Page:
Environmental protections are unlikely to come into force soon enough to stop Bath Rugby Club building a 550-space car park under its new stadium at the Rec.
Opponents have questioned how the proposed development could be allowed – inside the city’s looming clean air zone – when Bath and North East Somerset Council has declared a climate emergency.
Responding to calls for urgent action, deputy leader Richard Samuel said changing planning policies to reduce carbon emissions is “not a quick fix” and it will take time to make them legally watertight.
The club has argued the short-stay car park is a fundamental part of its redevelopment plans that will not increase journeys into the city.
Speaking a public meeting on the council’s priorities for the next year and beyond on December 18, Councillor Samuel said: “Next year we’re changing the council’s planning policies to make it more difficult for people to do things that aren’t climate friendly.
“There will be policies that encourage carbon neutral development.
“Our flagship policy will be low traffic neighbourhoods, which we intend to introduce through the city.
“We see those as a major opportunity to design traffic use to prevent rat running and degradation of residential areas by traffic. We’re putting money into that, as well as walking and cycling measures.”
Bath Rugby Club is set to submit plans early in 2020 to build an 18,000-seater stadium with a 550-space car park underneath.
Concerns have already been raised for the Bath’s World Heritage Status, and about the impact on carbon dioxide and nitrogen dioxide emissions when the council has declared a climate emergency and a clean air zone is about to be introduced.
Cllr Samuel revealed the charges for high-polluting vehicles coming into the city will come into force ahead of schedule on 4th November 2020.
The rugby club says the car park would replace spaces that are set to be lost elsewhere in the city and feature charging points for electric vehicles.
It claims there will be no additional journeys into the city and sustainability is at the heart of the development.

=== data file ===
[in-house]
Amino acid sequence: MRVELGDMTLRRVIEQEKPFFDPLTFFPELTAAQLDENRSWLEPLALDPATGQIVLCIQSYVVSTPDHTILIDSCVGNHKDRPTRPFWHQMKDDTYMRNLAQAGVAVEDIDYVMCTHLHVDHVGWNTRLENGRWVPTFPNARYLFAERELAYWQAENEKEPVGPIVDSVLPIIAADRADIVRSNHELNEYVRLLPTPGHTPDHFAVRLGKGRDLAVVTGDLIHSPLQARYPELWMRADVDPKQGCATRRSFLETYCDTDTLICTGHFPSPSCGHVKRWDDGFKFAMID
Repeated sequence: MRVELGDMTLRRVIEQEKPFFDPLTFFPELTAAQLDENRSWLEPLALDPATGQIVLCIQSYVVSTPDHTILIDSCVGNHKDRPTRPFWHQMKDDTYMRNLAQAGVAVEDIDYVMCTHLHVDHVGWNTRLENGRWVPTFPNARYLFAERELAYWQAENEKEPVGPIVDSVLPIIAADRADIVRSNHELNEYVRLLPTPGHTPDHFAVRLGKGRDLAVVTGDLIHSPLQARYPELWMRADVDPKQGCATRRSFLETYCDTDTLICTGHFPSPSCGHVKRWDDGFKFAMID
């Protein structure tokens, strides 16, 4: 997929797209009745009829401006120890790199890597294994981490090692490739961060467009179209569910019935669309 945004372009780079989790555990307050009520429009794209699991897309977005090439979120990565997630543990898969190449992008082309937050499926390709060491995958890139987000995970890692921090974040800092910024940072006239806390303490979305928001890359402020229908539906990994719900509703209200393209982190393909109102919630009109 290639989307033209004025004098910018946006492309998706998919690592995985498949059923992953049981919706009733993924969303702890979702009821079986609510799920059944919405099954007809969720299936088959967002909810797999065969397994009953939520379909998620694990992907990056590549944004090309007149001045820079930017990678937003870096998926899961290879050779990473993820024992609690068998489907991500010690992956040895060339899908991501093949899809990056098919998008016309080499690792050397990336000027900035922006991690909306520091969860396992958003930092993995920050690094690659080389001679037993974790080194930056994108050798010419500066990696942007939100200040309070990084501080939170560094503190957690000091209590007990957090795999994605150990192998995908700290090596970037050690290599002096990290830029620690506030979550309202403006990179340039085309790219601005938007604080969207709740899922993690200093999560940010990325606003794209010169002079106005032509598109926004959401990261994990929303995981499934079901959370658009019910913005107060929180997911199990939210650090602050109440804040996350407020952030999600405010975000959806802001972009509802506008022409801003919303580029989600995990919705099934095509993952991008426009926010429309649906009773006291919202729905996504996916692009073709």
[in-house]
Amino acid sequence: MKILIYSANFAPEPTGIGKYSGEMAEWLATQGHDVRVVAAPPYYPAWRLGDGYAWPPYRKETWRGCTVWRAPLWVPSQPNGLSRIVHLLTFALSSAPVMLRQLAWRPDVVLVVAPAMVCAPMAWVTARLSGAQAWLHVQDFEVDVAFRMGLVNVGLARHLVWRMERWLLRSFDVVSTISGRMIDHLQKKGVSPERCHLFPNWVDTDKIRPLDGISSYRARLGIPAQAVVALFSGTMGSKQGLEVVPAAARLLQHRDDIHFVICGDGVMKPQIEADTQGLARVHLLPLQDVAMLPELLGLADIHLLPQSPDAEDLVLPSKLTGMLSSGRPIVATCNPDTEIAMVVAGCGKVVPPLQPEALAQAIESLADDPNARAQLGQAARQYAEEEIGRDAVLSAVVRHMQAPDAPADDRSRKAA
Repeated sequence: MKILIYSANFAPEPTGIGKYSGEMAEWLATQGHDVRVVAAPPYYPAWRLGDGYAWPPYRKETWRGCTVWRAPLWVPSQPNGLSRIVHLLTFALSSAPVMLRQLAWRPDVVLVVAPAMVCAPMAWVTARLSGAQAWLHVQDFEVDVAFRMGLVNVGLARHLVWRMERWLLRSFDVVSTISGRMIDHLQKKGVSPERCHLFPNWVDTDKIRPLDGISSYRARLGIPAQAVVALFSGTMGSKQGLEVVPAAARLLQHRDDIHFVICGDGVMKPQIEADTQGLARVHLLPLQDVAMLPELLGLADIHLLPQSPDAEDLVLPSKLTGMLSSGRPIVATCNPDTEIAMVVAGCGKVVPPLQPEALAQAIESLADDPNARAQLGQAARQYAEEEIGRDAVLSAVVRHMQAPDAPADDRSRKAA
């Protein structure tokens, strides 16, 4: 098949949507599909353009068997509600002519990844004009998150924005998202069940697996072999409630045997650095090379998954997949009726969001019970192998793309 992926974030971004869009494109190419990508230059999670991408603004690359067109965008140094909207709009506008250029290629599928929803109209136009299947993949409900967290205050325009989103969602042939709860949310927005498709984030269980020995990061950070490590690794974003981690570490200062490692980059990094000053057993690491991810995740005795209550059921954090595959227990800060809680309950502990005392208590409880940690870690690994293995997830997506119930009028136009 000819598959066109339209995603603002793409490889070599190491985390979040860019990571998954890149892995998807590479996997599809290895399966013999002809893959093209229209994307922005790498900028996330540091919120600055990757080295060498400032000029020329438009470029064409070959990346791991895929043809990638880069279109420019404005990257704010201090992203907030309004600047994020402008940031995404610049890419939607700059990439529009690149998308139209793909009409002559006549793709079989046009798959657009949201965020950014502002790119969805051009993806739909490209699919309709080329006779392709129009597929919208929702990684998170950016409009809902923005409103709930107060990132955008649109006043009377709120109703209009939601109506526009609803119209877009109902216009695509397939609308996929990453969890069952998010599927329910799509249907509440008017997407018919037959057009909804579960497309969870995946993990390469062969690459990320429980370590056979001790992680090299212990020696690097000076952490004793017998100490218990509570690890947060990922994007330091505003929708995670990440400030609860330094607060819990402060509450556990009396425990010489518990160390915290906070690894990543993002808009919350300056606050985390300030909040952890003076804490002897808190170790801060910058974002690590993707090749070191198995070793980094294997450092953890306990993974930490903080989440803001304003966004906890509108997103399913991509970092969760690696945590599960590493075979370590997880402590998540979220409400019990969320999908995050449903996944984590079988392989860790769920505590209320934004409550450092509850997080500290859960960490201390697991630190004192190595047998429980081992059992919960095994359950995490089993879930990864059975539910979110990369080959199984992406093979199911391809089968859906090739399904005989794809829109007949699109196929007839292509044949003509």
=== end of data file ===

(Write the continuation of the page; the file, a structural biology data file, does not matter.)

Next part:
Resident Cate Mack said: “There’s great concern about the use of road space within the city and the air quality, and the inability to resist something that will make things much worse.
“Surely there’s nothing to stop you adopting very rapidly a policy that says we will make sure that no development challenges our commitment to addressing the climate emergency.
“Just get on with it, or you’re going to lose a lot of people.”
Another member of the public said: “A car park for 550 cars would be against your environmental policy. I imagine if the club came forward with an application you would refuse it.”
Cllr Samuel said: “Everybody knows there’s been a long-running debate about what should happen at the Rec.
“We expect a planning application in the new year. We don’t know what those proposals are yet, but we know their flavour.
“When the council does receive the application it will have to consider it against its current policies, not ones we might adopt in the future.
“If we refuse applications without a sound basis, those applicants will appeal, and those decisions will be overturned.
“The council doesn’t want to be in that position. We want robust policies that have public support, are legally watertight and will work.
“You will have the ability to comment when those proposals come forward next year.
“Changing planning policies isn’t a quick fix. It takes time. You will have to bear with us.”
Stephen Sumner, Local Democracy Reporter